Again, consult the most reputable commentaries for trustworthy insights.

Browse the best commentaries
The Bible Project

Again, the Bible Project's overview videos are often helpful here. Many of them will note important passages that seem to package the book.

Explore the Bible Project

Examine a Book's Relationship to Rest of the Bible

This is not a long step, but it is an important one. No book of the Bible is an island—the Bible holds together in a unique way, and every book is important.

So before you land on a theology of your book, ask, "What does this book uniquely contribute to the story and/or theology of the Bible?" For example, Genesis lays a foundation, introducing the covenants that run literally through the entire Bible (and are fulfilled in Jesus). Proverbs, on the other hand, has no narrative movement but is an extended reflection on the moral fabric of the Torah. And then the Epistles of the New Testament take you into the early Church as believers learned how to live together in the new covenant.

Questions you might ask on your way to discovery are:

Again, commentaries and good study Bibles will tip you off to these connections, but you might also consult a resource particularly about how parts of the Bible relate to each other.

Resources on the cohesion of Scripture

The Story of the Bible

This is the second in a short, helpful series by the Bible Project about the nature of the Bible.

Again, consult the most reputable commentaries for trustworthy insights.

Explore the rest of this Bible Project series.
The Bible Timeline

This is a longer video that covers similar material as the one above. It also has an accompanying blog post.

Read the post accompanying the video.
The Promise-Plan of God
The Promise-Plan of God

In this book, Walter Kaiser Jr. works chronologically through the books of both testaments to demonstrate how God's main promise is seen throughout, how the various sub-themes of each book relate to the promise, and how God’s plan to fulfill the promise progressively unfolds.

Explore The Promise-Plan of God.

Read More about the Book

After you've outlined the book and searched it for key passages, you are ready to delve more deeply into it. You probably won't have enough time to do an exegetical study of the entire book, so turn to resources that highlight what's most important about your book.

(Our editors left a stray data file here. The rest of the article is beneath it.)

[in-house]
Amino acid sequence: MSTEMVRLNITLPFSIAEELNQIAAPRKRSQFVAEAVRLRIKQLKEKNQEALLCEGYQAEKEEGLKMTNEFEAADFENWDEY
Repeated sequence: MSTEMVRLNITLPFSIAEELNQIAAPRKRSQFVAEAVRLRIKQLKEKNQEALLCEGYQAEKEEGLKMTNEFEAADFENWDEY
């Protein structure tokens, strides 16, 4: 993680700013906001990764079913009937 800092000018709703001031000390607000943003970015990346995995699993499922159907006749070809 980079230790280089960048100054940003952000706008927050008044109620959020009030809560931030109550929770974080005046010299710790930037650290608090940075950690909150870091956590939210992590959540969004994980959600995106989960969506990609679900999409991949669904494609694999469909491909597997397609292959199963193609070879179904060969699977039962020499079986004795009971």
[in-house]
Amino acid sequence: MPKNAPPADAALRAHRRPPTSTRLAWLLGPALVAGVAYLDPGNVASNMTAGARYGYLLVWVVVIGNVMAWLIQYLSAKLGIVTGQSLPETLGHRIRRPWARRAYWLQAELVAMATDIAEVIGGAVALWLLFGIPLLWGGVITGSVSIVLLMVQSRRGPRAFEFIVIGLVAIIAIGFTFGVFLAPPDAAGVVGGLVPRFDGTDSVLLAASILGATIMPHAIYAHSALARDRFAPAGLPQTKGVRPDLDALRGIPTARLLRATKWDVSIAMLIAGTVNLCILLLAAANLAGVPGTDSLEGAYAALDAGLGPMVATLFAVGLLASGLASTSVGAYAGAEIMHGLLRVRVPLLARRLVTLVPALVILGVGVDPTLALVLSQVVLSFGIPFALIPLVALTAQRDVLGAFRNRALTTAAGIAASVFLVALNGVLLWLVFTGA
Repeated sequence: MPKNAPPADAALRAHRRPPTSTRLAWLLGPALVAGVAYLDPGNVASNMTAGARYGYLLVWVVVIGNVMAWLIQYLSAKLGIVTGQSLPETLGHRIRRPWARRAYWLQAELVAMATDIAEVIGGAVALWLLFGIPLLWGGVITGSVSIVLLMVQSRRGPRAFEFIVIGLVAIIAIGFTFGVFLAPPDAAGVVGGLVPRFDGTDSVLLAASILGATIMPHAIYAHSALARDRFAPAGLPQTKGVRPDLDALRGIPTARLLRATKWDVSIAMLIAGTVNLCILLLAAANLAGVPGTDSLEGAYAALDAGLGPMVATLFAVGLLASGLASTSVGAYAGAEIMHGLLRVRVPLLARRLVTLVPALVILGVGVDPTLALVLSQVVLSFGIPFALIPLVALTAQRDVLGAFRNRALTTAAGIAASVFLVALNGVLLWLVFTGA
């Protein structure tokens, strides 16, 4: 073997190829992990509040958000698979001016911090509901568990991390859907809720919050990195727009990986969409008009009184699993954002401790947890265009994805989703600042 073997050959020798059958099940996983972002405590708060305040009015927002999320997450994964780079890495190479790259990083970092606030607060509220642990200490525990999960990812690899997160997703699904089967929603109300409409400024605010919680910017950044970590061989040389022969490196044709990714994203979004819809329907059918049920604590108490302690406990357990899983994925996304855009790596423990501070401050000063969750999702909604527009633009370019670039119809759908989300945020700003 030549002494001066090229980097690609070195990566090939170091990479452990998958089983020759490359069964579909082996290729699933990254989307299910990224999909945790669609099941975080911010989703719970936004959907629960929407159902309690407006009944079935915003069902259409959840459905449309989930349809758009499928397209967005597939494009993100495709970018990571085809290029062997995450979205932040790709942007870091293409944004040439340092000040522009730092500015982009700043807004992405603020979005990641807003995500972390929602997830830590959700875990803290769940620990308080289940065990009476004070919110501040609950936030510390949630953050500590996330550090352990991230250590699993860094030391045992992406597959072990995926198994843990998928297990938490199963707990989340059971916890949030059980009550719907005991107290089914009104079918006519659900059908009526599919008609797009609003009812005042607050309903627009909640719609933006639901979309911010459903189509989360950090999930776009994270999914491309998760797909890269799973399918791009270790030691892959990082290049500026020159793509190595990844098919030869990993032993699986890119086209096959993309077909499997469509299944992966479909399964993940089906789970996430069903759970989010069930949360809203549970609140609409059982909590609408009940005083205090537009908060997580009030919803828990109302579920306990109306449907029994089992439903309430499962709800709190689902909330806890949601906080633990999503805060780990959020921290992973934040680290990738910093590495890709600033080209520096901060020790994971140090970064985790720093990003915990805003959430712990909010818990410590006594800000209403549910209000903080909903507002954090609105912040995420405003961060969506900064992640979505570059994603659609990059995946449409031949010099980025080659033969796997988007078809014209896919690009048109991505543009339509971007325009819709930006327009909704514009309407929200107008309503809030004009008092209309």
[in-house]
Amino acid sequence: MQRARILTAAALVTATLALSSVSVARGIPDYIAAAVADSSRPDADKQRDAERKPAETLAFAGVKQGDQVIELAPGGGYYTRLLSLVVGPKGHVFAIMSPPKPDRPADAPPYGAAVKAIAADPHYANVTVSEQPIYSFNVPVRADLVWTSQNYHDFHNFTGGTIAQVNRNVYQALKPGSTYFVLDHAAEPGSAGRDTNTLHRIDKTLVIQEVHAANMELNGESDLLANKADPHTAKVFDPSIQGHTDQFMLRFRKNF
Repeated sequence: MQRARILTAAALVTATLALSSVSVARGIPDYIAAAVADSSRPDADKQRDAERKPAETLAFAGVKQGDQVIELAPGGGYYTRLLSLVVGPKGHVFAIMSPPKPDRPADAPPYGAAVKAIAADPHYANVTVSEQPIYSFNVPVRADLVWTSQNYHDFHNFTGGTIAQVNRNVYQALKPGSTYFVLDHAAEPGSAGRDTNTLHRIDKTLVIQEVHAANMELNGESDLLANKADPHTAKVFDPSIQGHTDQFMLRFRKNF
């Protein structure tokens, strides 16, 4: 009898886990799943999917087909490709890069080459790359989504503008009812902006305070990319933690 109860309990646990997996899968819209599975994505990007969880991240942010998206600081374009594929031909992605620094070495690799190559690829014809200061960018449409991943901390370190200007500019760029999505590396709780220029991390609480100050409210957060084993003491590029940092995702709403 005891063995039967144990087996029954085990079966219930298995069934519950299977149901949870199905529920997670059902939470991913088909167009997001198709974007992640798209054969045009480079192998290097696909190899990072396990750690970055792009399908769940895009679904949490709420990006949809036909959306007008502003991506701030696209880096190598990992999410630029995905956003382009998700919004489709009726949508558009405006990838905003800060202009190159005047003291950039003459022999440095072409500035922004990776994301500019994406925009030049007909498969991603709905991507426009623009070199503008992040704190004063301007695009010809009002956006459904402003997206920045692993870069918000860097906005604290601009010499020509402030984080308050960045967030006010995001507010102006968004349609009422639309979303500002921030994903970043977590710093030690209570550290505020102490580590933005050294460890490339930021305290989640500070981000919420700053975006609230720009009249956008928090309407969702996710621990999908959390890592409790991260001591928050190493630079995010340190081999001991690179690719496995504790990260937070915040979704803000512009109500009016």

These include:

Particularly, pay attention to what these resources say about the theology of the book as well as important debates concerning the book. These are the primary focuses of your paper. Essentially, you want to show your professor (and for your own learning) that you are well versed not only in the book itself but the conversations surrounding the book. Of course, if your professor asks you to answer certain questions or present certain information, focus your research on those matters.

Resources for further study on books of the Bible

Logos Bible Software
Logos Bible Software

Logos is a system for digital theological research. There are numerous guides that instantly load the most relevant information from across your library, as well as intuitive manual searching across your whole library. For example, you can search a certain topic (e.g. New Perspective on Paul) by resource type (e.g. Monographs) to quickly narrow your search results.

Explore guides in Logos Bible Software
The Atla Religion Database

The Atla Religion Database is an index of academic journal articles in the area of religion. It is updated monthly and published by the American Theological Library Association. The database indexes articles, essays, and book reviews related to a wide range of scholarly fields related to religion.

Explore Atla


Finally, it's time to report on all your findings. If you're new to theological writing, read this entire article. If you're familiar with it and just need a brush up, consult the top of the page to find the part of the writing process you need help with.

Generally speaking, though, you'll report on the following:

You're Done!

Congratulations! By the end of the process, you'll almost be an expert on a biblical book. And not only that, you've gained skills for comprehension, synthezing information, and conducting scholarly research. Now why not turn and teach what you've learned to others?